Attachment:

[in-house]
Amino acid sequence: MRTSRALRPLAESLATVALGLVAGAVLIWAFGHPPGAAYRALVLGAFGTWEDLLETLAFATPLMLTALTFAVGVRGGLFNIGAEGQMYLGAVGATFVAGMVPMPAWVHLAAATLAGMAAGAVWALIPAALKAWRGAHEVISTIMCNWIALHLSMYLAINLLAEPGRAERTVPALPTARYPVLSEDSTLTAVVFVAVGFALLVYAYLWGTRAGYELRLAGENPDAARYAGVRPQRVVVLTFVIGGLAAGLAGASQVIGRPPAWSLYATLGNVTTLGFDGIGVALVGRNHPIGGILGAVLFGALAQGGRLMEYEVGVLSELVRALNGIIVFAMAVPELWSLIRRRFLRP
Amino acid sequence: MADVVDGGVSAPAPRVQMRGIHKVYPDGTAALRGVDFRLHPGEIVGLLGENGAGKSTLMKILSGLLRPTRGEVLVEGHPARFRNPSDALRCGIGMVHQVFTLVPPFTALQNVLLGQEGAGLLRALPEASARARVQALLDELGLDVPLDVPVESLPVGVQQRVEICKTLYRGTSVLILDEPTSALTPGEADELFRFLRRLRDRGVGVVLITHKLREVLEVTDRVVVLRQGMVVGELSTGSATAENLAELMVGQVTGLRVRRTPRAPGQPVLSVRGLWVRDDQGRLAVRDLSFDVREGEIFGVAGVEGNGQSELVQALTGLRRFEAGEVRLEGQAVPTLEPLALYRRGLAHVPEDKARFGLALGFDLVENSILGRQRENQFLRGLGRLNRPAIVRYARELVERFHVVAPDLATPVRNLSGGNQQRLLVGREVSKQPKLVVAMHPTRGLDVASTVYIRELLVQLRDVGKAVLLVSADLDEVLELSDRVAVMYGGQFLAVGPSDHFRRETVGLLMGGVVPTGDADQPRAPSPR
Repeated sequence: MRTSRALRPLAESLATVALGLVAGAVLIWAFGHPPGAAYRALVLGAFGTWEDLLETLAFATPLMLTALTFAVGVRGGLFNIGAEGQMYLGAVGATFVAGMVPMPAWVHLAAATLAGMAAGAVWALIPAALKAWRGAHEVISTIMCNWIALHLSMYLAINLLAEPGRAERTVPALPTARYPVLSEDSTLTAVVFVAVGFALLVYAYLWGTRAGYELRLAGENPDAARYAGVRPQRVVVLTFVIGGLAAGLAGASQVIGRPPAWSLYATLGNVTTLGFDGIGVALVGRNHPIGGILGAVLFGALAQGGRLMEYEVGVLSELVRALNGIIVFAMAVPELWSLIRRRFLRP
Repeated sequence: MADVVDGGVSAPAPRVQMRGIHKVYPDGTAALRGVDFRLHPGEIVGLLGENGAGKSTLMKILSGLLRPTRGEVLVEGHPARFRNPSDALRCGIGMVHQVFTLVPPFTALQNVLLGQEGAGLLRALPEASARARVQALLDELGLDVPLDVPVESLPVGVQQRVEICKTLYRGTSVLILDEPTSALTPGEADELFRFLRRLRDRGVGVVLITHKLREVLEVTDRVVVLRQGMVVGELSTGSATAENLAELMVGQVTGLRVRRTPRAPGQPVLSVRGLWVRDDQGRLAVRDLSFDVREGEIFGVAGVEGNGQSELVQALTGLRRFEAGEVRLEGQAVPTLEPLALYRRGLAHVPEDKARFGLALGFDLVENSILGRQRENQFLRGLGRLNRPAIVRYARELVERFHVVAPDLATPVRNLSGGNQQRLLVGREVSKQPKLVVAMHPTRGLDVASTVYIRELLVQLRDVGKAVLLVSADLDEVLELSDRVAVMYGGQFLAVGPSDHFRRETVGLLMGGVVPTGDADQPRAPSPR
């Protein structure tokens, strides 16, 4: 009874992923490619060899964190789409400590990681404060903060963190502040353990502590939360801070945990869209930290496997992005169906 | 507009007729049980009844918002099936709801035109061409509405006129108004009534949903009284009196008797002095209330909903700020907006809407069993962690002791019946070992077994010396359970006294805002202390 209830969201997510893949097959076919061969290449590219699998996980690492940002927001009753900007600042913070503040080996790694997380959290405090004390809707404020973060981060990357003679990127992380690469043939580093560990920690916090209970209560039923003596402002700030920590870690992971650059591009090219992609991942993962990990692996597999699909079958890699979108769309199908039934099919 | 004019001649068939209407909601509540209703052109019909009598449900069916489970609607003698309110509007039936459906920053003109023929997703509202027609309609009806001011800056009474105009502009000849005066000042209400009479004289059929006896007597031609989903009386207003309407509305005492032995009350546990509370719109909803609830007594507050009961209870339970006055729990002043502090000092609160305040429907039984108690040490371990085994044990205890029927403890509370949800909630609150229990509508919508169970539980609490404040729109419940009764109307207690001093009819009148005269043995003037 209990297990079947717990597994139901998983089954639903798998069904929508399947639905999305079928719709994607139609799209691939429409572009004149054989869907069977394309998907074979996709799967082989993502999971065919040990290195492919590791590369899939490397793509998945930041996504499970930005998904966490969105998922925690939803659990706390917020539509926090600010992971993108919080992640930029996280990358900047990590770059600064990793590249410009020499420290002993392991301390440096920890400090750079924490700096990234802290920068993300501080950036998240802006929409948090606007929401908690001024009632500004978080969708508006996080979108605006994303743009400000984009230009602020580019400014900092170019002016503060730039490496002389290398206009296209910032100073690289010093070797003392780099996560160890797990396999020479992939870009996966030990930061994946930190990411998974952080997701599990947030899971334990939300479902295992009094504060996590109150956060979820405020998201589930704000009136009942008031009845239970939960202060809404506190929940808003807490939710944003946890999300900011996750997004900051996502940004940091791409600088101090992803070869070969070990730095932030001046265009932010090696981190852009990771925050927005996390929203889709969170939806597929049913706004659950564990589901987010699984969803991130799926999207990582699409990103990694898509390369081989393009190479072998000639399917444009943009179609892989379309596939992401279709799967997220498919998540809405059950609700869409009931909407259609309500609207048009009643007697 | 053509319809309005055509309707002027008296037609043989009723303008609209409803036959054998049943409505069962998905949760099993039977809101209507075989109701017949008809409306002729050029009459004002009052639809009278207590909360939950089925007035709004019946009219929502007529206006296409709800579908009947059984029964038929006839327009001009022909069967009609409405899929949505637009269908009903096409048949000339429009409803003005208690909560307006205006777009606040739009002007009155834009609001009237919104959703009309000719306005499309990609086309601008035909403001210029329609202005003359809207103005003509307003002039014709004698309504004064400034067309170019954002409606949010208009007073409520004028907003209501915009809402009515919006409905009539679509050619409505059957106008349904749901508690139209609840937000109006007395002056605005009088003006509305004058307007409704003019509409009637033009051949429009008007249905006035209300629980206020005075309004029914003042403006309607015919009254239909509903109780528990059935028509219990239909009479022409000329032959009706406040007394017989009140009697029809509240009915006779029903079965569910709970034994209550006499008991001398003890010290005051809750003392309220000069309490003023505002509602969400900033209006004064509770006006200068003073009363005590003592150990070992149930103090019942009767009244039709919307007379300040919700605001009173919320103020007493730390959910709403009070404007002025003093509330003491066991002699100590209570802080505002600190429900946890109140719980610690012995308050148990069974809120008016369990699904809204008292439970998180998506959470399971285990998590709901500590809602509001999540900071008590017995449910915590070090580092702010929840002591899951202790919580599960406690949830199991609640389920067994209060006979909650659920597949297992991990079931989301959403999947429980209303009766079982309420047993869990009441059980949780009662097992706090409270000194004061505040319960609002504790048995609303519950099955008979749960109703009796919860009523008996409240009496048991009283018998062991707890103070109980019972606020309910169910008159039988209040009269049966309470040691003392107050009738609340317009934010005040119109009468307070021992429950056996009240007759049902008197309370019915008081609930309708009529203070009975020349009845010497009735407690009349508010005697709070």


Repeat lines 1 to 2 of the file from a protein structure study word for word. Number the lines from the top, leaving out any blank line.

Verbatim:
[in-house]
Amino acid sequence: MRTSRALRPLAESLATVALGLVAGAVLIWAFGHPPGAAYRALVLGAFGTWEDLLETLAFATPLMLTALTFAVGVRGGLFNIGAEGQMYLGAVGATFVAGMVPMPAWVHLAAATLAGMAAGAVWALIPAALKAWRGAHEVISTIMCNWIALHLSMYLAINLLAEPGRAERTVPALPTARYPVLSEDSTLTAVVFVAVGFALLVYAYLWGTRAGYELRLAGENPDAARYAGVRPQRVVVLTFVIGGLAAGLAGASQVIGRPPAWSLYATLGNVTTLGFDGIGVALVGRNHPIGGILGAVLFGALAQGGRLMEYEVGVLSELVRALNGIIVFAMAVPELWSLIRRRFLRP